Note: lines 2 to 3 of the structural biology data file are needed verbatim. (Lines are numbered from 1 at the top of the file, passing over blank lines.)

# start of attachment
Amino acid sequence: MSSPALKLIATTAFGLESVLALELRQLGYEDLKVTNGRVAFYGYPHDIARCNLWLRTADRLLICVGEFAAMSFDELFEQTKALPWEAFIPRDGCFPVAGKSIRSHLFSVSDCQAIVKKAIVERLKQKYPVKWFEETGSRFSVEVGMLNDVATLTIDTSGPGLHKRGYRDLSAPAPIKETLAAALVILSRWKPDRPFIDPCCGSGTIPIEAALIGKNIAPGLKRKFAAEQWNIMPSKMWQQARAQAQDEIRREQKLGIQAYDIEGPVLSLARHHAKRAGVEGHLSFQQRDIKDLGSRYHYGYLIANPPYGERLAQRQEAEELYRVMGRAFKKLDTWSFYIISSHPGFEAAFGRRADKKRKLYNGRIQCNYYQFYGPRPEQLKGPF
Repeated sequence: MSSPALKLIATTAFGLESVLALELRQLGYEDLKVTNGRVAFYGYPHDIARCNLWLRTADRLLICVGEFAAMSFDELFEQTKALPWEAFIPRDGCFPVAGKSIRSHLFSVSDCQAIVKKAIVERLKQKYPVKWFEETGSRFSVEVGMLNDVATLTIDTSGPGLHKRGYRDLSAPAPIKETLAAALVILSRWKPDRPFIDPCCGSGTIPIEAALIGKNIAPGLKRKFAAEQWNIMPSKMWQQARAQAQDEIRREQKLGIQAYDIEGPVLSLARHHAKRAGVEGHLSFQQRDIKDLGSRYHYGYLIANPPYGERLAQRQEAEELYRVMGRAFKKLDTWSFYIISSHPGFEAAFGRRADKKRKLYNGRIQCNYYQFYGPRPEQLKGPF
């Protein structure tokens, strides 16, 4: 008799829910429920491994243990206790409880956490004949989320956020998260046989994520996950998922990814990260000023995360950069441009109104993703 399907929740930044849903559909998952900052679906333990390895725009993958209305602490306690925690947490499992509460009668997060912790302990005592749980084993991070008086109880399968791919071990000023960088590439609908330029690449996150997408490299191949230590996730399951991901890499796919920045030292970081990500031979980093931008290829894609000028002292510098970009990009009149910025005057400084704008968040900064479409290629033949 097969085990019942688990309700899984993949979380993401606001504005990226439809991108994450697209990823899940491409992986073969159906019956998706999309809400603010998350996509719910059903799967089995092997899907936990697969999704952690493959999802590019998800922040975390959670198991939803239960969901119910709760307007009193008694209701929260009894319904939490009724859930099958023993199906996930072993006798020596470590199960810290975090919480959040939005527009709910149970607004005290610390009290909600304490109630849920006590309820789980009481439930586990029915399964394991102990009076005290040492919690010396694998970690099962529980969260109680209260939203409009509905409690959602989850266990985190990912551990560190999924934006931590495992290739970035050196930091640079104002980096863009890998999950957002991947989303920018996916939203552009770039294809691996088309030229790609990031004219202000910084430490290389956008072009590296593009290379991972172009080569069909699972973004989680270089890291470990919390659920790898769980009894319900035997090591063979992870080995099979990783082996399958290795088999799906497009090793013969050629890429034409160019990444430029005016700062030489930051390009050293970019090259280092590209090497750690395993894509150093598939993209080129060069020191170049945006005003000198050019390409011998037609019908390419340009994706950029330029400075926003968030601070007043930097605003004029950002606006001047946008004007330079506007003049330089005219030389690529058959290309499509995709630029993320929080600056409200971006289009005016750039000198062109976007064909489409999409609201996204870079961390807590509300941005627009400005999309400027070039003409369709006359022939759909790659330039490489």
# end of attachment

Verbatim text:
Repeated sequence: MSSPALKLIATTAFGLESVLALELRQLGYEDLKVTNGRVAFYGYPHDIARCNLWLRTADRLLICVGEFAAMSFDELFEQTKALPWEAFIPRDGCFPVAGKSIRSHLFSVSDCQAIVKKAIVERLKQKYPVKWFEETGSRFSVEVGMLNDVATLTIDTSGPGLHKRGYRDLSAPAPIKETLAAALVILSRWKPDRPFIDPCCGSGTIPIEAALIGKNIAPGLKRKFAAEQWNIMPSKMWQQARAQAQDEIRREQKLGIQAYDIEGPVLSLARHHAKRAGVEGHLSFQQRDIKDLGSRYHYGYLIANPPYGERLAQRQEAEELYRVMGRAFKKLDTWSFYIISSHPGFEAAFGRRADKKRKLYNGRIQCNYYQFYGPRPEQLKGPF
């Protein structure tokens, strides 16, 4: 008799829910429920491994243990206790409880956490004949989320956020998260046989994520996950998922990814990260000023995360950069441009109104993703 399907929740930044849903559909998952900052679906333990390895725009993958209305602490306690925690947490499992509460009668997060912790302990005592749980084993991070008086109880399968791919071990000023960088590439609908330029690449996150997408490299191949230590996730399951991901890499796919920045030292970081990500031979980093931008290829894609000028002292510098970009990009009149910025005057400084704008968040900064479409290629033949 097969085990019942688990309700899984993949979380993401606001504005990226439809991108994450697209990823899940491409992986073969159906019956998706999309809400603010998350996509719910059903799967089995092997899907936990697969999704952690493959999802590019998800922040975390959670198991939803239960969901119910709760307007009193008694209701929260009894319904939490009724859930099958023993199906996930072993006798020596470590199960810290975090919480959040939005527009709910149970607004005290610390009290909600304490109630849920006590309820789980009481439930586990029915399964394991102990009076005290040492919690010396694998970690099962529980969260109680209260939203409009509905409690959602989850266990985190990912551990560190999924934006931590495992290739970035050196930091640079104002980096863009890998999950957002991947989303920018996916939203552009770039294809691996088309030229790609990031004219202000910084430490290389956008072009590296593009290379991972172009080569069909699972973004989680270089890291470990919390659920790898769980009894319900035997090591063979992870080995099979990783082996399958290795088999799906497009090793013969050629890429034409160019990444430029005016700062030489930051390009050293970019090259280092590209090497750690395993894509150093598939993209080129060069020191170049945006005003000198050019390409011998037609019908390419340009994706950029330029400075926003968030601070007043930097605003004029950002606006001047946008004007330079506007003049330089005219030389690529058959290309499509995709630029993320929080600056409200971006289009005016750039000198062109976007064909489409999409609201996204870079961390807590509300941005627009400005999309400027070039003409369709006359022939759909790659330039490489």